Newjack: Guarding Sing Sing

Newjack: Guarding Sing Sing

by Ted Conover
3.8 30

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Newjack: Guarding Sing Sing 3.8 out of 5 based on 0 ratings. 30 reviews.
Guest More than 1 year ago
If you think you want be a corrections officer, read this book first, i never wanted to be one, i wanted to be a cop(i would not want to do anything else now, i found what i am good at, most of the days are good, the bad ones you learn to deal with someway) he tells you the big stuff, but its the small stuff that gets you everyday (weak officers, backstabing officers, non-supportive supervisors, horrible administration). I have given this book to my family and my friends so they know what i could deal with in a single day, and everyone comes back with the same question. Has some of that stuff in that book happened to you? The anwser is YES, everything in that book has happened to me or someone i work with, and in this industry, when something happens to your brother in BLUE, it happens to you!!!! For anyone who is a NEWJACK, trust me, the job gets easier everyday, you learn how to 'JAIL', you can do 25 years in this job if you can keep your head straight, it isn't easy, you need good family support, people to talk to, hangout with the guys from work that you are close to and find a hobby, in 25 years you will be retired, hopefully you can enjoy another 25 years relaxing.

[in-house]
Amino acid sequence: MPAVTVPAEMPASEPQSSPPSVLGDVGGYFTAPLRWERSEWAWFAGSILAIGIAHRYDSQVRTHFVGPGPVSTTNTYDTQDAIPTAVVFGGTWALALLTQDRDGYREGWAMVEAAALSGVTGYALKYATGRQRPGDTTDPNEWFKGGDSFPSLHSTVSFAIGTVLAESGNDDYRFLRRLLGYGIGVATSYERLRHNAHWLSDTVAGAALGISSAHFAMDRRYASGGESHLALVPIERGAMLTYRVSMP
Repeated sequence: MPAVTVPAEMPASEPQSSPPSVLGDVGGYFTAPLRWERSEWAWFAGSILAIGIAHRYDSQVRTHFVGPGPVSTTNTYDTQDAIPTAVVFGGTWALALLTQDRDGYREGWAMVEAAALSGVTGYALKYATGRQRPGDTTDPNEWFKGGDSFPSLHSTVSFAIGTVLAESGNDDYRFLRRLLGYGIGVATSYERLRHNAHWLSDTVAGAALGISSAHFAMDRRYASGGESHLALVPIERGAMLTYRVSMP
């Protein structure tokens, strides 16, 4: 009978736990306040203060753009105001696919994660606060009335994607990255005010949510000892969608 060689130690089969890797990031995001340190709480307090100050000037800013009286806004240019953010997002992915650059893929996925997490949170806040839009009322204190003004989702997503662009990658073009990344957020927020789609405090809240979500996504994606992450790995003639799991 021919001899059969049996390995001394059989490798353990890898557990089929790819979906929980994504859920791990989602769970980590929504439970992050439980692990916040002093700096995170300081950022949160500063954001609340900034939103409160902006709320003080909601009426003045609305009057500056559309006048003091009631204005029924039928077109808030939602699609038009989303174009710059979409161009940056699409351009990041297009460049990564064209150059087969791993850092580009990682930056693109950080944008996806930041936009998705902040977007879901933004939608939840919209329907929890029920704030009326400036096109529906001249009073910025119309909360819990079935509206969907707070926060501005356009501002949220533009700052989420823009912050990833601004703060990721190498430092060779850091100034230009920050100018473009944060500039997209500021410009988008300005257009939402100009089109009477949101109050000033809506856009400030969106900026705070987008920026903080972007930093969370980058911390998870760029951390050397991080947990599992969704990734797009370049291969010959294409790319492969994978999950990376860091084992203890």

Anonymous More than 1 year ago
This book provides a terrific insight into a part of our country that does not get the appropriate public attention. The psychology of the prison environment, the motivations of corrections officers, and the struggle of day-to-day life in an American prison. If you have any interest in what's going on in a state prison - you should read this.
LAS97 More than 1 year ago
I thought the way the book is written made it very easy to follow and be in the place the writer wanted you to be.
Guest More than 1 year ago
As a Correctional Officer myself, I highly recommend that anyone newly hired or looking into the field read this book. The author gives an accurate picture of what it is like to be a new officer in a state prison. The only issue I have with the work is that by the end, the author allows himself to become much too close to the inmates and seems unaware of the possibility of staff manipulation. I would also highly recommend the book 'Games Criminals Play', a commonly assigned reading in correctional academies across the country. Excellent analysis into common methods employed by inmates to manipulate staff.
Guest More than 1 year ago